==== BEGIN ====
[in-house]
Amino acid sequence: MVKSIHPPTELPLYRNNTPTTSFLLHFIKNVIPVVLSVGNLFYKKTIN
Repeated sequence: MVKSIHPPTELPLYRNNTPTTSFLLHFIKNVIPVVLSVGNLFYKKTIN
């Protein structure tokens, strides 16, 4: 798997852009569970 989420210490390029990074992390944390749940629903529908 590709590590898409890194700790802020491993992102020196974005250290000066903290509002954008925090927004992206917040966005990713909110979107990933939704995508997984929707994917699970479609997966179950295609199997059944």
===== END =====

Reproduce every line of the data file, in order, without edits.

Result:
[in-house]
Amino acid sequence: MVKSIHPPTELPLYRNNTPTTSFLLHFIKNVIPVVLSVGNLFYKKTIN
Repeated sequence: MVKSIHPPTELPLYRNNTPTTSFLLHFIKNVIPVVLSVGNLFYKKTIN
């Protein structure tokens, strides 16, 4: 798997852009569970 989420210490390029990074992390944390749940629903529908 590709590590898409890194700790802020491993992102020196974005250290000066903290509002954008925090927004992206917040966005990713909110979107990933939704995508997984929707994917699970479609997966179950295609199997059944």